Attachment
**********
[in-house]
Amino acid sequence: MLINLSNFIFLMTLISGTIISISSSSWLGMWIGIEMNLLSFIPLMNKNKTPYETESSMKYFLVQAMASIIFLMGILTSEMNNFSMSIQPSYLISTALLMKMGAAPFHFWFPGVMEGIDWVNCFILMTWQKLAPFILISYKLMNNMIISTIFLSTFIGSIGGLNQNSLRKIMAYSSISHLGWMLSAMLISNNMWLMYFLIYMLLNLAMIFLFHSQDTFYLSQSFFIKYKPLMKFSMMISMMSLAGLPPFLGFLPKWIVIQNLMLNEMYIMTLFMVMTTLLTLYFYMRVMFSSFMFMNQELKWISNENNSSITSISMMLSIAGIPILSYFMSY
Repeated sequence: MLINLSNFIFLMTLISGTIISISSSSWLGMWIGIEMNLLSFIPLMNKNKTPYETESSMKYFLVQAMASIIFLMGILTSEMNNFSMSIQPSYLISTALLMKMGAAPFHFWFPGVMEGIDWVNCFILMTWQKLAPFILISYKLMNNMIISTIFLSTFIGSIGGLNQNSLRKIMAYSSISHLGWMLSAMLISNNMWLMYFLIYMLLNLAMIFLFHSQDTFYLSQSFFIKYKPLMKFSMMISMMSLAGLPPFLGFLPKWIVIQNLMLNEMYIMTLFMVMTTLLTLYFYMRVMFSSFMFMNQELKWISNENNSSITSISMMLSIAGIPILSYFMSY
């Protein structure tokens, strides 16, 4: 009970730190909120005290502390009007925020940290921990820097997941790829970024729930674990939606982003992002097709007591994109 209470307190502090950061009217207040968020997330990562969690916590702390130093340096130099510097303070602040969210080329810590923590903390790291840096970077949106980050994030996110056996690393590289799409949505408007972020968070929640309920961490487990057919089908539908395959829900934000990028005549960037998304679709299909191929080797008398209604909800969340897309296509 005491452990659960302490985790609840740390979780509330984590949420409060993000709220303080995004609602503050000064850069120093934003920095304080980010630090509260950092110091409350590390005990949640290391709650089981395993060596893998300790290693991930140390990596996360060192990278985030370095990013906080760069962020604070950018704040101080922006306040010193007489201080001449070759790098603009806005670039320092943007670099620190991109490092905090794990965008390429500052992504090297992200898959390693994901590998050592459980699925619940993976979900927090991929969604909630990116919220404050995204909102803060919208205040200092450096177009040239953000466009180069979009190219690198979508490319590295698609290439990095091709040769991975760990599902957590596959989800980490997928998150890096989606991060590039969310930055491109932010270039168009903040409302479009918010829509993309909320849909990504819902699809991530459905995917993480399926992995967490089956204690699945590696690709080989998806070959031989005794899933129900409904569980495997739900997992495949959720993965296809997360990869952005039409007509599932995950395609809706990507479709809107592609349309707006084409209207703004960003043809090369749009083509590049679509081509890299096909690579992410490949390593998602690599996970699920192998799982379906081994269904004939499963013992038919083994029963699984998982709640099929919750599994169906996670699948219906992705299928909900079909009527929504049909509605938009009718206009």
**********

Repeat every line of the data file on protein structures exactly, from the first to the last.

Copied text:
[in-house]
Amino acid sequence: MLINLSNFIFLMTLISGTIISISSSSWLGMWIGIEMNLLSFIPLMNKNKTPYETESSMKYFLVQAMASIIFLMGILTSEMNNFSMSIQPSYLISTALLMKMGAAPFHFWFPGVMEGIDWVNCFILMTWQKLAPFILISYKLMNNMIISTIFLSTFIGSIGGLNQNSLRKIMAYSSISHLGWMLSAMLISNNMWLMYFLIYMLLNLAMIFLFHSQDTFYLSQSFFIKYKPLMKFSMMISMMSLAGLPPFLGFLPKWIVIQNLMLNEMYIMTLFMVMTTLLTLYFYMRVMFSSFMFMNQELKWISNENNSSITSISMMLSIAGIPILSYFMSY
Repeated sequence: MLINLSNFIFLMTLISGTIISISSSSWLGMWIGIEMNLLSFIPLMNKNKTPYETESSMKYFLVQAMASIIFLMGILTSEMNNFSMSIQPSYLISTALLMKMGAAPFHFWFPGVMEGIDWVNCFILMTWQKLAPFILISYKLMNNMIISTIFLSTFIGSIGGLNQNSLRKIMAYSSISHLGWMLSAMLISNNMWLMYFLIYMLLNLAMIFLFHSQDTFYLSQSFFIKYKPLMKFSMMISMMSLAGLPPFLGFLPKWIVIQNLMLNEMYIMTLFMVMTTLLTLYFYMRVMFSSFMFMNQELKWISNENNSSITSISMMLSIAGIPILSYFMSY
């Protein structure tokens, strides 16, 4: 009970730190909120005290502390009007925020940290921990820097997941790829970024729930674990939606982003992002097709007591994109 209470307190502090950061009217207040968020997330990562969690916590702390130093340096130099510097303070602040969210080329810590923590903390790291840096970077949106980050994030996110056996690393590289799409949505408007972020968070929640309920961490487990057919089908539908395959829900934000990028005549960037998304679709299909191929080797008398209604909800969340897309296509 005491452990659960302490985790609840740390979780509330984590949420409060993000709220303080995004609602503050000064850069120093934003920095304080980010630090509260950092110091409350590390005990949640290391709650089981395993060596893998300790290693991930140390990596996360060192990278985030370095990013906080760069962020604070950018704040101080922006306040010193007489201080001449070759790098603009806005670039320092943007670099620190991109490092905090794990965008390429500052992504090297992200898959390693994901590998050592459980699925619940993976979900927090991929969604909630990116919220404050995204909102803060919208205040200092450096177009040239953000466009180069979009190219690198979508490319590295698609290439990095091709040769991975760990599902957590596959989800980490997928998150890096989606991060590039969310930055491109932010270039168009903040409302479009918010829509993309909320849909990504819902699809991530459905995917993480399926992995967490089956204690699945590696690709080989998806070959031989005794899933129900409904569980495997739900997992495949959720993965296809997360990869952005039409007509599932995950395609809706990507479709809107592609349309707006084409209207703004960003043809090369749009083509590049679509081509890299096909690579992410490949390593998602690599996970699920192998799982379906081994269904004939499963013992038919083994029963699984998982709640099929919750599994169906996670699948219906992705299928909900079909009527929504049909509605938009009718206009």